The course, constructed of 1,500 meters of concrete, is the world’s largest manmade whitewater system, recirculating 12 million gallons of well water with high-powered pumps. Along the gradual 21-foot drop, paddlers have an opportunity to navigate the river’s standing waves, holes, and eddylines. “It’s as real and authentic as paddling on any natural river in the southeast, as far as the technical aspects of the river itself,” Hyde says.

A professional guide leads participants down the class two to four rapids, and you can select your rafting experience — options range from family rafting to rodeo rafting — based on your group’s age and skill level.

Navigating the rapids on the whitewater course photograph by Justin Gollmer


Trek 50-plus miles of trails.

By the time it makes its way through tall pines, beeches, and oaks, sunlight scatters into dancing specks on the mixed-use trails that weave their way through the Whitewater Center’s 1,300 acres. It’s a magical setting for mountain bikers, trail runners, and hikers who find themselves “away from it all” in Charlotte.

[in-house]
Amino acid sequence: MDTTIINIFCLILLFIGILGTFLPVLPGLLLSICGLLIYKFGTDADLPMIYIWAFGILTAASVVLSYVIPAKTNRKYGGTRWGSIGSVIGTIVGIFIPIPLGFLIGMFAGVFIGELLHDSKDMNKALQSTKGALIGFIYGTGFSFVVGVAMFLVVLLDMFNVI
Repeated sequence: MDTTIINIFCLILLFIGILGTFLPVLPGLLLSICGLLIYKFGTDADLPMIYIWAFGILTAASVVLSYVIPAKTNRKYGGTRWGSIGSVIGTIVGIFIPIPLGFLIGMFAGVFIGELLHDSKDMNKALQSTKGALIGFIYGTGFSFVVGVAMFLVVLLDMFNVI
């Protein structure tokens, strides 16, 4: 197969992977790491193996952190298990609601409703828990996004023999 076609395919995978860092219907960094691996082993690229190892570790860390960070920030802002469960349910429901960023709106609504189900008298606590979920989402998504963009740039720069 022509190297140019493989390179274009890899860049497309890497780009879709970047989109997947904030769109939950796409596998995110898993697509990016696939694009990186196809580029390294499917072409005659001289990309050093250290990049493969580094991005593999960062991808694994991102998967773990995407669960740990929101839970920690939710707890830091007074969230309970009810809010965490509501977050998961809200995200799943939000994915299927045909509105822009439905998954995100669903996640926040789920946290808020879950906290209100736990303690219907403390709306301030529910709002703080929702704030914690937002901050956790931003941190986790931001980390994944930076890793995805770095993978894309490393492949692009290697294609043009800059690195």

Biking the trails at the U.S. National Whitewater Center photograph by Charlottesgotalot.com

Regardless of their sport, athletes share the trails that are graded on a scale common to that of the ski industry: green, blue, and black diamond. “We have a variety of all three, so if you’re a novice, there are several miles where you can gain your confidence without much elevation gain,” Hyde explains. “On more than 50 miles of trails, there are tons of ways to get lost.”


Paddle the Catawba.

Where the Catawba River’s wide waters pass through the Whitewater Center, paddlers trade thrilling rapids for gentle flatwater. Here, kayakers are treated to an all-natural display. Osprey glide overhead while turtles pop up for a friendly greeting as you pass by in your flatwater kayak or stand-up paddleboard. “Flatwater paddling is one of the most accessible sports we offer because all skill levels can do it,” Hyde says. “Children as young as 4 years old can paddle down the river in a kayak alongside their parents.”

Paddling down the Catawba River photograph by U.S. National Whitewater Center

Out on the water, there’s plenty to explore, from Hyde’s favorite Sadler Island to Long Creek, a small tributary of the Catawba River on the north side of the Whitewater Center.